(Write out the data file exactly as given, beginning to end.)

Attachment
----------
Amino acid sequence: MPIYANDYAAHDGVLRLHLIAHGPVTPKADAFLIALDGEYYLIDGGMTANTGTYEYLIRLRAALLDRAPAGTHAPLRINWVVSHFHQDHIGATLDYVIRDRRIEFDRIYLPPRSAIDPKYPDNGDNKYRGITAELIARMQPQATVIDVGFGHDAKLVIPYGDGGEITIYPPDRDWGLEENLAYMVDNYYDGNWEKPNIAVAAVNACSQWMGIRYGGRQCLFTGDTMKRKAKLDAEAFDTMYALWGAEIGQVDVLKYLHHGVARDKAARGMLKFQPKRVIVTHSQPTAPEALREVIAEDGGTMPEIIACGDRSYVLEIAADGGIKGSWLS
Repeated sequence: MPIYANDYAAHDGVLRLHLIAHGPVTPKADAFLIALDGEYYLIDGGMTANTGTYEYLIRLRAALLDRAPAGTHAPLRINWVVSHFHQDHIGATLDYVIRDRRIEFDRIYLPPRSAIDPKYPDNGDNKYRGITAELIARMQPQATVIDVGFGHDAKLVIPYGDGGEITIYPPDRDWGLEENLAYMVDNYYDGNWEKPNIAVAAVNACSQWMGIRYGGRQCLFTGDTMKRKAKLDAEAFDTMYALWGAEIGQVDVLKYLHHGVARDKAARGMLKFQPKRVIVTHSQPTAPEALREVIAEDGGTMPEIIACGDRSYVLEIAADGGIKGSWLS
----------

Amino acid sequence: MPIYANDYAAHDGVLRLHLIAHGPVTPKADAFLIALDGEYYLIDGGMTANTGTYEYLIRLRAALLDRAPAGTHAPLRINWVVSHFHQDHIGATLDYVIRDRRIEFDRIYLPPRSAIDPKYPDNGDNKYRGITAELIARMQPQATVIDVGFGHDAKLVIPYGDGGEITIYPPDRDWGLEENLAYMVDNYYDGNWEKPNIAVAAVNACSQWMGIRYGGRQCLFTGDTMKRKAKLDAEAFDTMYALWGAEIGQVDVLKYLHHGVARDKAARGMLKFQPKRVIVTHSQPTAPEALREVIAEDGGTMPEIIACGDRSYVLEIAADGGIKGSWLS
Repeated sequence: MPIYANDYAAHDGVLRLHLIAHGPVTPKADAFLIALDGEYYLIDGGMTANTGTYEYLIRLRAALLDRAPAGTHAPLRINWVVSHFHQDHIGATLDYVIRDRRIEFDRIYLPPRSAIDPKYPDNGDNKYRGITAELIARMQPQATVIDVGFGHDAKLVIPYGDGGEITIYPPDRDWGLEENLAYMVDNYYDGNWEKPNIAVAAVNACSQWMGIRYGGRQCLFTGDTMKRKAKLDAEAFDTMYALWGAEIGQVDVLKYLHHGVARDKAARGMLKFQPKRVIVTHSQPTAPEALREVIAEDGGTMPEIIACGDRSYVLEIAADGGIKGSWLS